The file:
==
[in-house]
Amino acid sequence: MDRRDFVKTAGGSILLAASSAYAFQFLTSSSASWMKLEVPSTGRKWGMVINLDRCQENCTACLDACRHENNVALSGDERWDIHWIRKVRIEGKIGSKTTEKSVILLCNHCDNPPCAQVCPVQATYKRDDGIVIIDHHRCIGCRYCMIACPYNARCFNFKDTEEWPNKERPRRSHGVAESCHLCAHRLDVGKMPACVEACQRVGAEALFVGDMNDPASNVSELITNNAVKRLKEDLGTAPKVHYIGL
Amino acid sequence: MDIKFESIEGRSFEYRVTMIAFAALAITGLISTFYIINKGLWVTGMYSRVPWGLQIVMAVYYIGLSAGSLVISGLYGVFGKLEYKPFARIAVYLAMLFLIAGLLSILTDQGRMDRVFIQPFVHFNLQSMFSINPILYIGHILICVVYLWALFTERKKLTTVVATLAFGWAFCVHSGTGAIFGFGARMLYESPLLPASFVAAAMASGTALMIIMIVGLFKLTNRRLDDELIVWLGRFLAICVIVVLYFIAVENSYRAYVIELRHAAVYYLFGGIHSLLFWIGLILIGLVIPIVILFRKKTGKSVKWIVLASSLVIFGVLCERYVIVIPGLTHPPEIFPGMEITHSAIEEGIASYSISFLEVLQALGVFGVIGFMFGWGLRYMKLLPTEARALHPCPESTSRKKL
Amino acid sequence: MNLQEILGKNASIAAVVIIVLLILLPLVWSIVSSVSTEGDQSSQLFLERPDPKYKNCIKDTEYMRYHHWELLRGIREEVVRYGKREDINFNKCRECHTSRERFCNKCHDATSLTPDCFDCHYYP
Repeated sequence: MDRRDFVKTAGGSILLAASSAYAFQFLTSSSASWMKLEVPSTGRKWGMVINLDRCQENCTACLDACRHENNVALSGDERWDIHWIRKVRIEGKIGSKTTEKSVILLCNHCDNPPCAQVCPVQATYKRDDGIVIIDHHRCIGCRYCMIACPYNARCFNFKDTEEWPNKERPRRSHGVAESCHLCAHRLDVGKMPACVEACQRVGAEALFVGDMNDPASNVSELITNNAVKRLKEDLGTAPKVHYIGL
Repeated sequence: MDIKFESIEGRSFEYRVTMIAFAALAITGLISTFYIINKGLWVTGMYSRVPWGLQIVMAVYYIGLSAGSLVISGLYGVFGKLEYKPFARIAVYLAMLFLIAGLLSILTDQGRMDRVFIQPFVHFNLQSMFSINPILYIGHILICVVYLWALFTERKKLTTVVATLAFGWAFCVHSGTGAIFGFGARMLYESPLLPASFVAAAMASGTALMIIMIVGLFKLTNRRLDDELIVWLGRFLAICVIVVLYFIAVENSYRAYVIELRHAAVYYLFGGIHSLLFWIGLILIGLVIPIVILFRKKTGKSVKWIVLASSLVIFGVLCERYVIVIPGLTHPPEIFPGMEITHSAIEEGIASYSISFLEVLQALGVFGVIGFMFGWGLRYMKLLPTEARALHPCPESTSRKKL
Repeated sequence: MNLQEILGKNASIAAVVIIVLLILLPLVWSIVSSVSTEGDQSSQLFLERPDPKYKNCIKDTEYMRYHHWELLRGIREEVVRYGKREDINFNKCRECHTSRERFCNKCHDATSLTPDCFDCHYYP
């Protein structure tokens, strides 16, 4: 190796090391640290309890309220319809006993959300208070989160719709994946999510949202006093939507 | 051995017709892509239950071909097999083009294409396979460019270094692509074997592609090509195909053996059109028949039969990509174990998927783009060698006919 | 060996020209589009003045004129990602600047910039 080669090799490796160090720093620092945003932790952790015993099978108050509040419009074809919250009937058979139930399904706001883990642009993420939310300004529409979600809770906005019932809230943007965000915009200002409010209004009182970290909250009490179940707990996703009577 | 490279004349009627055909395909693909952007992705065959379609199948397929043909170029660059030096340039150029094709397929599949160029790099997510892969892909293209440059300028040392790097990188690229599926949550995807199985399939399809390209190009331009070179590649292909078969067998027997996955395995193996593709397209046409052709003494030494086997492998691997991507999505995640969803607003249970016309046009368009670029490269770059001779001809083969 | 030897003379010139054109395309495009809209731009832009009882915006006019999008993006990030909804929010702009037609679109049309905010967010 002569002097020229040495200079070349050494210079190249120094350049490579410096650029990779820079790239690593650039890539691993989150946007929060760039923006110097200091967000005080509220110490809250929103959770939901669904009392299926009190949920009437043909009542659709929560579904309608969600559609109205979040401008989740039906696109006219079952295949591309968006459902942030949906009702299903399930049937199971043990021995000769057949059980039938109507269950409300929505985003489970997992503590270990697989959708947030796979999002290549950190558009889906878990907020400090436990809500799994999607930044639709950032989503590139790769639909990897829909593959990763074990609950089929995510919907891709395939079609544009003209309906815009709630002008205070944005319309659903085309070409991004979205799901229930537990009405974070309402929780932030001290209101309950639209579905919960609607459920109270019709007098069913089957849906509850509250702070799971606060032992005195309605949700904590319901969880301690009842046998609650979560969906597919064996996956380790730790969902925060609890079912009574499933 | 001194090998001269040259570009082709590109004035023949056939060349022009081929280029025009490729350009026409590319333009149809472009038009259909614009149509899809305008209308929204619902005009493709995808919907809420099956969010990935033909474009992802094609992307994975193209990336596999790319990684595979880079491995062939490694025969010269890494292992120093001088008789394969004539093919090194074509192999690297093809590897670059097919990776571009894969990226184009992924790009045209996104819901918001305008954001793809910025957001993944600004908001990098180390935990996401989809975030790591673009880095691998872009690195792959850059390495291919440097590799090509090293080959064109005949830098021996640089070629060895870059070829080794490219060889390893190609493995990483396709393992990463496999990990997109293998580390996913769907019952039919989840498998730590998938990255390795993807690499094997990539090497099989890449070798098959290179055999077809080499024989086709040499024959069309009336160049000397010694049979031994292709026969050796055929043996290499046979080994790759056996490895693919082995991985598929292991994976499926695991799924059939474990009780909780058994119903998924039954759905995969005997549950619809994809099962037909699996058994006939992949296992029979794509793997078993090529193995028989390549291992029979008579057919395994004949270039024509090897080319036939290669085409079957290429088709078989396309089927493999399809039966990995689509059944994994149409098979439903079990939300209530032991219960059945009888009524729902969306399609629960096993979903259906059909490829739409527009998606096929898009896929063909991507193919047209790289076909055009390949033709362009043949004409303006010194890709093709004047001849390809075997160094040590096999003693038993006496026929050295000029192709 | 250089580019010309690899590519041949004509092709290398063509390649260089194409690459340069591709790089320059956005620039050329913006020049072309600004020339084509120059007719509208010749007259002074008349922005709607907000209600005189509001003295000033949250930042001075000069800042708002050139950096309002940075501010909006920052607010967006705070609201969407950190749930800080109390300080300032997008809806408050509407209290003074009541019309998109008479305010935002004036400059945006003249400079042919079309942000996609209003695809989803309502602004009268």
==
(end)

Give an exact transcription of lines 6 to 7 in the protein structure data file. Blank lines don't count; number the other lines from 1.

Repeated sequence: MDIKFESIEGRSFEYRVTMIAFAALAITGLISTFYIINKGLWVTGMYSRVPWGLQIVMAVYYIGLSAGSLVISGLYGVFGKLEYKPFARIAVYLAMLFLIAGLLSILTDQGRMDRVFIQPFVHFNLQSMFSINPILYIGHILICVVYLWALFTERKKLTTVVATLAFGWAFCVHSGTGAIFGFGARMLYESPLLPASFVAAAMASGTALMIIMIVGLFKLTNRRLDDELIVWLGRFLAICVIVVLYFIAVENSYRAYVIELRHAAVYYLFGGIHSLLFWIGLILIGLVIPIVILFRKKTGKSVKWIVLASSLVIFGVLCERYVIVIPGLTHPPEIFPGMEITHSAIEEGIASYSISFLEVLQALGVFGVIGFMFGWGLRYMKLLPTEARALHPCPESTSRKKL
Repeated sequence: MNLQEILGKNASIAAVVIIVLLILLPLVWSIVSSVSTEGDQSSQLFLERPDPKYKNCIKDTEYMRYHHWELLRGIREEVVRYGKREDINFNKCRECHTSRERFCNKCHDATSLTPDCFDCHYYP